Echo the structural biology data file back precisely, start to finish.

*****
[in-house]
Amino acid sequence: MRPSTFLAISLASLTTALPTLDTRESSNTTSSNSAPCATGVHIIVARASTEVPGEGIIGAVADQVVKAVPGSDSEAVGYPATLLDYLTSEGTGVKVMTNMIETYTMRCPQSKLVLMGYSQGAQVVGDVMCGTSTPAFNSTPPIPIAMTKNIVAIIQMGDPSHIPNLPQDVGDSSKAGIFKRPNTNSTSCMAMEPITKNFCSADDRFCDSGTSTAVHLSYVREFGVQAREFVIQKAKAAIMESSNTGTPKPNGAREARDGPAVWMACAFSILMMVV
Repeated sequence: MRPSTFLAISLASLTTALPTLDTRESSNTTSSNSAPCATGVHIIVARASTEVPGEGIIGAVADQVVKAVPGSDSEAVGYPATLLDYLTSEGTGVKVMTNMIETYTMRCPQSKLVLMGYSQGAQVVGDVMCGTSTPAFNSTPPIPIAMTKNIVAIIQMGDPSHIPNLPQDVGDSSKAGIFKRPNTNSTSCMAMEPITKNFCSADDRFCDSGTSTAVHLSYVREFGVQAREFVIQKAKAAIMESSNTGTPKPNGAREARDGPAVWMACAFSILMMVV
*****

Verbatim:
[in-house]
Amino acid sequence: MRPSTFLAISLASLTTALPTLDTRESSNTTSSNSAPCATGVHIIVARASTEVPGEGIIGAVADQVVKAVPGSDSEAVGYPATLLDYLTSEGTGVKVMTNMIETYTMRCPQSKLVLMGYSQGAQVVGDVMCGTSTPAFNSTPPIPIAMTKNIVAIIQMGDPSHIPNLPQDVGDSSKAGIFKRPNTNSTSCMAMEPITKNFCSADDRFCDSGTSTAVHLSYVREFGVQAREFVIQKAKAAIMESSNTGTPKPNGAREARDGPAVWMACAFSILMMVV
Repeated sequence: MRPSTFLAISLASLTTALPTLDTRESSNTTSSNSAPCATGVHIIVARASTEVPGEGIIGAVADQVVKAVPGSDSEAVGYPATLLDYLTSEGTGVKVMTNMIETYTMRCPQSKLVLMGYSQGAQVVGDVMCGTSTPAFNSTPPIPIAMTKNIVAIIQMGDPSHIPNLPQDVGDSSKAGIFKRPNTNSTSCMAMEPITKNFCSADDRFCDSGTSTAVHLSYVREFGVQAREFVIQKAKAAIMESSNTGTPKPNGAREARDGPAVWMACAFSILMMVV